In Georgia, any business with 3 or more workers including part-time workers is required to carry workers’ compensation insurance. This insurance can provide income benefits, medical benefits, and rehabilitation benefits to employees injured in work-related accidents. Besides, it can also provide death benefits to the dependents of an employee if death occurs due to a work-related accident. This insurance is a “no-fault” system which means that an employee can receive workers’ comp benefits in Georgia even when his/her employer is not directly responsible for the injury. It also means that the employee cannot sue the employer in exchange for benefits, even if the injury is caused by the employer’s fault. Medical record retrieval and medical records review are important aspects of the workers’ comp claims processing because the medical facts are very important when deciding whether benefits are due to the claimant. In Georgia, if a worker is away from work for more than seven days because of his/her injury, he/she is eligible to receive either two-thirds of their weekly earnings or a maximum of $500 as a weekly income benefit. On the basis of the exact nature of the injury, they may qualify to accept this benefit up to 400 weeks.
Unfortunately, sometimes obtaining benefits can be really challenging for workers. Such situations arise when the employer disputes the claim arguing that the injury did not occur at work, or that the injury is not a covered type of injury. This predicament was recently revealed by a local Georgia news source, which highlighted how many Georgians injured on the job find it very difficult to access the medical care they deserve.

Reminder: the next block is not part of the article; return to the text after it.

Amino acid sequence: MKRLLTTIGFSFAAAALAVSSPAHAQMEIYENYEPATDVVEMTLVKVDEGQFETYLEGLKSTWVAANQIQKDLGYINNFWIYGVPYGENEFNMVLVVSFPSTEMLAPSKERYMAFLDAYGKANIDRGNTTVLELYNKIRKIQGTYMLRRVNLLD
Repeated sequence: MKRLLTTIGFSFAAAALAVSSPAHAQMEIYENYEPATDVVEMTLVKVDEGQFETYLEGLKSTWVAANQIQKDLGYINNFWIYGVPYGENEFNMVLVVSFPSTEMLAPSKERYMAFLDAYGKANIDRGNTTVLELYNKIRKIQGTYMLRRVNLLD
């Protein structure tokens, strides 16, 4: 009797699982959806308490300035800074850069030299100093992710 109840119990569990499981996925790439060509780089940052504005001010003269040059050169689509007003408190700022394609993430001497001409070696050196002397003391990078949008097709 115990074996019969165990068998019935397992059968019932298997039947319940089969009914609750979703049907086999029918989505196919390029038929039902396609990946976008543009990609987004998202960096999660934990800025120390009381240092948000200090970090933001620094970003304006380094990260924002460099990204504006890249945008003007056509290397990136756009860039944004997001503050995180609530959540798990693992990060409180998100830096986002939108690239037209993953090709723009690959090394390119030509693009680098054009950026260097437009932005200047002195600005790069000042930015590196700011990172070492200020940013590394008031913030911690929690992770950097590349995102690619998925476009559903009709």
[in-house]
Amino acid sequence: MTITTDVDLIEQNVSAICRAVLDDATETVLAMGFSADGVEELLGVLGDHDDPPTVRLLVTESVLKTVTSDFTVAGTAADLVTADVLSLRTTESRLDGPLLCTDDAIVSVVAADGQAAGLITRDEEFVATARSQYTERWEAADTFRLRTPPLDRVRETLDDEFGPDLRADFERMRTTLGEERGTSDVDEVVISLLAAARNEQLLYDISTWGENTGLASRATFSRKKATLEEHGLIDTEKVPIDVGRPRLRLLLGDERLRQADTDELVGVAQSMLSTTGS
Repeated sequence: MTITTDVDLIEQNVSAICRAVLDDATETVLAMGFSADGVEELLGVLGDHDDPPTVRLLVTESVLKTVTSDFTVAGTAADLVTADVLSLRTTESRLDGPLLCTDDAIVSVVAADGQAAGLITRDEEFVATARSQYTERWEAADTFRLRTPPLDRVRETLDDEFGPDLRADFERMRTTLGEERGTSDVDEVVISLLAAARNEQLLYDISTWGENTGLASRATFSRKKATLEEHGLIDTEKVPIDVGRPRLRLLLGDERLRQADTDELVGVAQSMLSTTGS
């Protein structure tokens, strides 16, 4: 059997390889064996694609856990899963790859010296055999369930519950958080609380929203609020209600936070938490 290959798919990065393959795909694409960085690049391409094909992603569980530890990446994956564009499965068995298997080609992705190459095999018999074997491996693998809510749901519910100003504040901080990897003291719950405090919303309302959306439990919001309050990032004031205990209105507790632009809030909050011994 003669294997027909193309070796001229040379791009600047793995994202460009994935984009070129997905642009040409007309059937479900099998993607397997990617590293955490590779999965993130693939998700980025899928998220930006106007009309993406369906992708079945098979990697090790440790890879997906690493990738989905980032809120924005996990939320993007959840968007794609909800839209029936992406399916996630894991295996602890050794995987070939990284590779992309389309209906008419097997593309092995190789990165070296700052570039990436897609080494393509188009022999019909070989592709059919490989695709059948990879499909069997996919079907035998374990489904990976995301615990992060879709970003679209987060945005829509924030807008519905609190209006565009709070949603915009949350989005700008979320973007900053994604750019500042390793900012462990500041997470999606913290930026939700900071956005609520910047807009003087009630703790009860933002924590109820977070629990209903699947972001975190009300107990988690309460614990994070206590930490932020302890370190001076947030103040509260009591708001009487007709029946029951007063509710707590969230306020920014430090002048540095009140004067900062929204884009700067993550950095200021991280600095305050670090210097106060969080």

A study by the WCRI (Workers’ Compensation Research Institute) found that 18% or one in five Georgians injured at work and who experienced more than 7 days lost time reported “big problems” obtaining services they or their primary provider wanted. More than half of those in this group said that the reason for care denial was that employer/insurer did not want the care to be provided. The study also found that Georgians hurt on the job had some of the lowest return to work rates.
The State Workers Compensation Board chairman is concerned about these delays in treatment. What is of real concern is that there are delays in getting the authorization where there is no evident reason for the delay. Georgia law does not require prior approval for specific supplies or treatments. Even so, many doctors in the system demand some sort of payment straightaway. According to the chairman, only 13% of all Georgia workers’ comp claims opened each year end up before the Board. He said that new board rules that would come into effect next year will get judges involved sooner to sort out delays in a few days, along with the power to impose sanctions against insurance companies/employers that delay access to care without a plausible reason.
The complex nature of Georgia’s workers’ compensation laws necessitates the assistance of efficient attorneys. This will help simplify the process and increase the chances of the application being heard without unnecessary delay.